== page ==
Depressing classrooms? Attending schools that make learning a less engaging experience? Like any complete building, the design and construction of schools and their classrooms has a significant impact on learning. A poorly built school will not foster an attitude of learning, whereas a school environment having well-lit and well-ventilated classrooms will boost the students’ engagement.
First, however, let us clarify what is meant by a well-constructed school. No, it has nothing to do with the quality of construction – though that too is significant – but rather consider the pedagogic perspective, where architectural concepts such as air quality, natural light, temperature, and personalised classroom characteristics translate into a better classroom environment for students. So how do these four central concepts translate into a better learning experience?
Having the right air quality affects learning, as a well-oxygenated classroom enhances cognitive functions and improves learning. However, this has become problematic in recent times due to the widespread prevalence of air conditioning and the polluted outside air. Poor air quality is characterised chiefly by parts per million (PPM) of carbon dioxide; if adequate ventilation is not provided, then students feel very drowsy and cannot concentrate for extended durations, hampering their cognitive development.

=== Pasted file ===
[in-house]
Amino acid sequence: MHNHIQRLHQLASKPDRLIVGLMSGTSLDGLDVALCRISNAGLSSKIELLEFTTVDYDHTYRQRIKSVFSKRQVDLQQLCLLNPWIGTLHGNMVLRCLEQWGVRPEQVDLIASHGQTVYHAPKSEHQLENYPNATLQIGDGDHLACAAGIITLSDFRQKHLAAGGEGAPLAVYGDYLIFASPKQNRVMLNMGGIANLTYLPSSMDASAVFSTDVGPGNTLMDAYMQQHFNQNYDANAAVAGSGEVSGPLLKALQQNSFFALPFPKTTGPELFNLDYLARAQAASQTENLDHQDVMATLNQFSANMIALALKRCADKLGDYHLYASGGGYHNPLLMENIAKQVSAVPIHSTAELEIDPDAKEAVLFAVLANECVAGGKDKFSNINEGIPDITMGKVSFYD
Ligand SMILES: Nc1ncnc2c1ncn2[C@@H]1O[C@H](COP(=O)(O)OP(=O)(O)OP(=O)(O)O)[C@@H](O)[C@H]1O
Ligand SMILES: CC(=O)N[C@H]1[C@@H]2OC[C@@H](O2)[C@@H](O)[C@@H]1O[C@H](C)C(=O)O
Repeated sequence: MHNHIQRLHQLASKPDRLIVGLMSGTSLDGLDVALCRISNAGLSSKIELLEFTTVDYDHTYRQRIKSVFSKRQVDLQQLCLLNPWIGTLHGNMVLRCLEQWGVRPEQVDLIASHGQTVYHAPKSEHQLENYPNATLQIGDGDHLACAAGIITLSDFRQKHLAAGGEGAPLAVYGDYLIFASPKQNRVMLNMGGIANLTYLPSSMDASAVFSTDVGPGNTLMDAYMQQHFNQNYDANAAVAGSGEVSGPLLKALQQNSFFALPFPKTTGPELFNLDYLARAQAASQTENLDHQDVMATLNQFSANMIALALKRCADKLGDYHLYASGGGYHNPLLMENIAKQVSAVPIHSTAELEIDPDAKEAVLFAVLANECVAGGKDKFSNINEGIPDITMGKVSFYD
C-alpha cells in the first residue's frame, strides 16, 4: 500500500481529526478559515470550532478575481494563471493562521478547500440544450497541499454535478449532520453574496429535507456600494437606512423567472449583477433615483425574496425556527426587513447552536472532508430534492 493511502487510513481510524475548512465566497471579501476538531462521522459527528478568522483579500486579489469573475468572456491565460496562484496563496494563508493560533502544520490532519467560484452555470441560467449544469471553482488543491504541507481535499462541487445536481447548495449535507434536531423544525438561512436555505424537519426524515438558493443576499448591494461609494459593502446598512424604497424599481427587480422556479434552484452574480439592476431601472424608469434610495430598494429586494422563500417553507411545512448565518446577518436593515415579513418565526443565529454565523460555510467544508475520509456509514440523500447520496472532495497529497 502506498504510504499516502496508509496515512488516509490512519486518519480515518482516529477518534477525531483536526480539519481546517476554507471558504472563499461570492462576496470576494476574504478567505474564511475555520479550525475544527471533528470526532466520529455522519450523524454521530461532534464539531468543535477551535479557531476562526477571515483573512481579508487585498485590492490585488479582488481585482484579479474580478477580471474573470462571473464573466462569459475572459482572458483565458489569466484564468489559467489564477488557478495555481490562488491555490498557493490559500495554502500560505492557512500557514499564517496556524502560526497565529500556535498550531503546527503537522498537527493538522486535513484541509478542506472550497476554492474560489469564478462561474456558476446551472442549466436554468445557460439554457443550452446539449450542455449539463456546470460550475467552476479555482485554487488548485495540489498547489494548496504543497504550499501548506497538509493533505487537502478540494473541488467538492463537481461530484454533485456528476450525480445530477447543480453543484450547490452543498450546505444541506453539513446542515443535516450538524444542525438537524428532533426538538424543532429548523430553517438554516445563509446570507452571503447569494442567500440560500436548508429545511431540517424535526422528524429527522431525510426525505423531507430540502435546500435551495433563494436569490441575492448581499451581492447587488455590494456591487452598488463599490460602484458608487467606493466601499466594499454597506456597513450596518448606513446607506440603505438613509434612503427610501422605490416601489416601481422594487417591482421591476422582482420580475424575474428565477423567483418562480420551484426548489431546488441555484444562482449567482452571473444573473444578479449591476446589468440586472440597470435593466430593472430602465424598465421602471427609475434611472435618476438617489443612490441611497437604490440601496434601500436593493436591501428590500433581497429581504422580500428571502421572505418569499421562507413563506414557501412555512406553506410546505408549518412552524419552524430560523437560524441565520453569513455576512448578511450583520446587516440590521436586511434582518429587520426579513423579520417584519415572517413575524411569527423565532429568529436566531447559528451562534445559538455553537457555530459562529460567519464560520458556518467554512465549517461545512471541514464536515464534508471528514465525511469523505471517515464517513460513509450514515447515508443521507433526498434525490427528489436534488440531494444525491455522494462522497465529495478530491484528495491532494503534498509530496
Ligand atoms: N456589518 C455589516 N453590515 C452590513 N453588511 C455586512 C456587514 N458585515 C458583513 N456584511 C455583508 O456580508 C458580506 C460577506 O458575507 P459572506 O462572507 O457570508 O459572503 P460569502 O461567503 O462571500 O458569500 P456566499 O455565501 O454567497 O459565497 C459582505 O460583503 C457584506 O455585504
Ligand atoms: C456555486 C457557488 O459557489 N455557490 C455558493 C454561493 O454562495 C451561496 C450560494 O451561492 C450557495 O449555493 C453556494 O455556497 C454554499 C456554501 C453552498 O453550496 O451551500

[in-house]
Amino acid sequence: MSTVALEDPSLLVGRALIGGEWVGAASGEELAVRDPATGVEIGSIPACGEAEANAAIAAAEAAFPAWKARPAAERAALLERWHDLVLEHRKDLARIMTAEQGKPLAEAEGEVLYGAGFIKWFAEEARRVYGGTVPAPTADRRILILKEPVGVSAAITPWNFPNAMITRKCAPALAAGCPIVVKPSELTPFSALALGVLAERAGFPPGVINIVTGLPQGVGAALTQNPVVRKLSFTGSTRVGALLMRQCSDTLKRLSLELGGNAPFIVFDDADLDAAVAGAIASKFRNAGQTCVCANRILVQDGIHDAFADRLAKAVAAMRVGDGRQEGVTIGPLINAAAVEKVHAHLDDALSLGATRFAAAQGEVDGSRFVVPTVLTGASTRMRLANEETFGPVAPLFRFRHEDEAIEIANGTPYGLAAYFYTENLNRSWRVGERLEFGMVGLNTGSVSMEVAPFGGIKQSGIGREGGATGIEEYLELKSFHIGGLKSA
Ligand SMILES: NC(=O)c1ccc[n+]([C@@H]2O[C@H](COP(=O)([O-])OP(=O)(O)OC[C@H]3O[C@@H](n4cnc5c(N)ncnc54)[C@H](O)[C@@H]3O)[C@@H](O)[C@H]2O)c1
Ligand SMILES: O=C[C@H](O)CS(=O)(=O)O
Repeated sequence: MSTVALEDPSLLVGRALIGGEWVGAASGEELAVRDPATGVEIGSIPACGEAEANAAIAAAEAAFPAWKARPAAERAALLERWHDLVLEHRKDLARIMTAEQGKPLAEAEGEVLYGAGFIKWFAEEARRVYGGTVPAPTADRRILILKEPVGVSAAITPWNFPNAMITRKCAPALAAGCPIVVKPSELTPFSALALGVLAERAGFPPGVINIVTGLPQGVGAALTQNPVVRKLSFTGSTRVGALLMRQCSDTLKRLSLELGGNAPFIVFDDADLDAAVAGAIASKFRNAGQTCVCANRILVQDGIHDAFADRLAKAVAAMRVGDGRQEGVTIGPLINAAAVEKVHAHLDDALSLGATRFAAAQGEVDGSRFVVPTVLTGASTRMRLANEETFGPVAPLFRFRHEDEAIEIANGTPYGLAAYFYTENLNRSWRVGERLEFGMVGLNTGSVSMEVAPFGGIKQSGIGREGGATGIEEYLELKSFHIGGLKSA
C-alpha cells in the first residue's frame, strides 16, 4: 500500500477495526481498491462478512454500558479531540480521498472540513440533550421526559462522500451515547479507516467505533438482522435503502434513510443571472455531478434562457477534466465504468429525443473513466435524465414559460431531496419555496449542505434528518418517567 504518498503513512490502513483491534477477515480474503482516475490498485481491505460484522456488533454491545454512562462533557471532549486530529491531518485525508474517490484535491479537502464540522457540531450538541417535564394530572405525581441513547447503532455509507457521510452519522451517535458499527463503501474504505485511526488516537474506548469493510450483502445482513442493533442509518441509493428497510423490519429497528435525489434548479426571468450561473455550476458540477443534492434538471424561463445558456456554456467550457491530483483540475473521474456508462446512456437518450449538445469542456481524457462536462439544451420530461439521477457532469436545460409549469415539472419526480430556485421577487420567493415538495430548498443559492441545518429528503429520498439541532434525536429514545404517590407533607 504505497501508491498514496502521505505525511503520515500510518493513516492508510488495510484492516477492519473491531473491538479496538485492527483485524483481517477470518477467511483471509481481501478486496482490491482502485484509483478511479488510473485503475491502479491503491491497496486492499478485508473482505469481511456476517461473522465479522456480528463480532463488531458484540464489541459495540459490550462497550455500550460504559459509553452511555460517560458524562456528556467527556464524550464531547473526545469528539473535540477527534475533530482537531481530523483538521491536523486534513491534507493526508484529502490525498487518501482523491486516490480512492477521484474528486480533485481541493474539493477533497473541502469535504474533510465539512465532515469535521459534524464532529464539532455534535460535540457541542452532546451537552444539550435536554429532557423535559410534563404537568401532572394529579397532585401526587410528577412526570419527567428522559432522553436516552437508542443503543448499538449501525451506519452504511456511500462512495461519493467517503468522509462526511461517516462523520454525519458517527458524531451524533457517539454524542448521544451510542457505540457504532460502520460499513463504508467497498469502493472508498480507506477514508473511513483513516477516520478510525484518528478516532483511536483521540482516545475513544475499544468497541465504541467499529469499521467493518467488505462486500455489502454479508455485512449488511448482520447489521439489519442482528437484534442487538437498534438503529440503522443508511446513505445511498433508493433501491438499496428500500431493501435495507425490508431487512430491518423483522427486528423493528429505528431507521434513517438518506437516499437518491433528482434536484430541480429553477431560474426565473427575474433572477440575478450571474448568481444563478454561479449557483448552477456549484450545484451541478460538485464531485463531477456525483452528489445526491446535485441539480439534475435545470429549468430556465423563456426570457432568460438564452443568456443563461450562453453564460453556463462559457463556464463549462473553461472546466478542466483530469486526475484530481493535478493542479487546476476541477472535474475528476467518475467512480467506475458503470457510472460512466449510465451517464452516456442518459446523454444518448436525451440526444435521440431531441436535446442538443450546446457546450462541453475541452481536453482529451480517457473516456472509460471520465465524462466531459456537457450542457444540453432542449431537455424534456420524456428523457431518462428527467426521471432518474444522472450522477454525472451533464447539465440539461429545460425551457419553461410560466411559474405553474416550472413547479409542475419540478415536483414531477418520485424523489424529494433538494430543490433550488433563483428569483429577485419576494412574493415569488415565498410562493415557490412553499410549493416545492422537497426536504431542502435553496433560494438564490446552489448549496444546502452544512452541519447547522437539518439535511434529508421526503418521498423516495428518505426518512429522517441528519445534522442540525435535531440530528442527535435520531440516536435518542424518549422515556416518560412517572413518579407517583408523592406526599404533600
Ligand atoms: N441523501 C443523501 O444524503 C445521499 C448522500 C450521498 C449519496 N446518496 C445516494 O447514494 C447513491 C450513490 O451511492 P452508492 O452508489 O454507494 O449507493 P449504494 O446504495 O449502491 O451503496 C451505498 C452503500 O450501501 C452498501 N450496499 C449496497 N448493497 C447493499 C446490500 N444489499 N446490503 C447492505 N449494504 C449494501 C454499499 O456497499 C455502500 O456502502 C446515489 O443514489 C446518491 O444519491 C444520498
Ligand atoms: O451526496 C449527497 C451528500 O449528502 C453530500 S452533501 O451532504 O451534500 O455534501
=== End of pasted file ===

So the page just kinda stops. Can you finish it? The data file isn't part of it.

Natural light does not disrupt the circadian rhythm of the children. Conversely, artificial lighting disrupts the sleep-wake cycle, production of melatonin (the sleep hormone), and core body temperature cycles. In short, greater sense of both mental and physical comfort develops with extensive benefits beyond aiding sight. The diffused and soft quality of light, along with subtle changes in colour, does not compare with electric lighting.
In tropical climates, high temperatures and humidity create environments inconducive to learning and, therefore, require regulation; in such conditions, students experience greater discomfort with their attention spans, mental performance, and productivity decreasing considerably. A slightly cool classroom is, in fact, better for thinking.
Personalised classrooms significantly aid in fostering an environment geared towards learning. Acoustics and a link to nature are two key characteristics that help in doing so; controlling the noise, the echoes, and increasing the acoustic quality of classrooms enable information to be registered cerebrally, independent of background noise, and promotes effectiveness in academic learning and working. Sound absorbing materials are best in preventing sound echoes, such as carpeted areas, curtains, and rubber feet on chairs and desks that cushion the noise.
Nature provides children with an enhanced learning experience; from outdoor space for their expending of energy to plants kept indoors for oxygenating the room and improving the visual aesthetics of the classroom, nature encourages, among children, the development of problem solving, social interaction, and stimulating empathy for the physical world.
The best classrooms produce the brightest and most enthusiastic learners. As adults, we have a responsibility to provide young children with the best environment for their cognitive and physical development. The design of schools – being second homes – need to be tailored in a manner that truly unleashes their potential.